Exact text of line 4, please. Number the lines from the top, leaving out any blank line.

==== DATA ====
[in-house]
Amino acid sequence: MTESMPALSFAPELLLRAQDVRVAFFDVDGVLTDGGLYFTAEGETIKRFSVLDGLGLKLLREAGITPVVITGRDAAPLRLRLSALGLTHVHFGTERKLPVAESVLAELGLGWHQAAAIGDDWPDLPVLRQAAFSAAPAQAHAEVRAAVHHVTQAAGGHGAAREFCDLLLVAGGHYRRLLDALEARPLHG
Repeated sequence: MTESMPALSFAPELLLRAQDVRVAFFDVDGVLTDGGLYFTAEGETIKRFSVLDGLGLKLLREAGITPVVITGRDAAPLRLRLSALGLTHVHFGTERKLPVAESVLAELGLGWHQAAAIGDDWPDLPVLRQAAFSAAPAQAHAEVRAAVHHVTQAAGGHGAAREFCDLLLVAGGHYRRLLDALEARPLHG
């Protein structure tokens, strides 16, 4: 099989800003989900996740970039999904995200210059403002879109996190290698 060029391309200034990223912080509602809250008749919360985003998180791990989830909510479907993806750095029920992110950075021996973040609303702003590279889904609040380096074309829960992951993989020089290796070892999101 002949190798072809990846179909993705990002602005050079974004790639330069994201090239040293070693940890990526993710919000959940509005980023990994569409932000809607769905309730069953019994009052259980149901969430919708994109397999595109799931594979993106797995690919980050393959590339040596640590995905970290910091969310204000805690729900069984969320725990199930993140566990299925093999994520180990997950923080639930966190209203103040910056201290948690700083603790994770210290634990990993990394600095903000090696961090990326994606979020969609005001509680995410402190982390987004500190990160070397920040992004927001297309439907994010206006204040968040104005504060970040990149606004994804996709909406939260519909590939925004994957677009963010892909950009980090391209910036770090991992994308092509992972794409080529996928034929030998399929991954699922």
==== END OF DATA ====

């Protein structure tokens, strides 16, 4: 099989800003989900996740970039999904995200210059403002879109996190290698 060029391309200034990223912080509602809250008749919360985003998180791990989830909510479907993806750095029920992110950075021996973040609303702003590279889904609040380096074309829960992951993989020089290796070892999101 002949190798072809990846179909993705990002602005050079974004790639330069994201090239040293070693940890990526993710919000959940509005980023990994569409932000809607769905309730069953019994009052259980149901969430919708994109397999595109799931594979993106797995690919980050393959590339040596640590995905970290910091969310204000805690729900069984969320725990199930993140566990299925093999994520180990997950923080639930966190209203103040910056201290948690700083603790994770210290634990990993990394600095903000090696961090990326994606979020969609005001509680995410402190982390987004500190990160070397920040992004927001297309439907994010206006204040968040104005504060970040990149606004994804996709909406939260519909590939925004994957677009963010892909950009980090391209910036770090991992994308092509992972794409080529996928034929030998399929991954699922």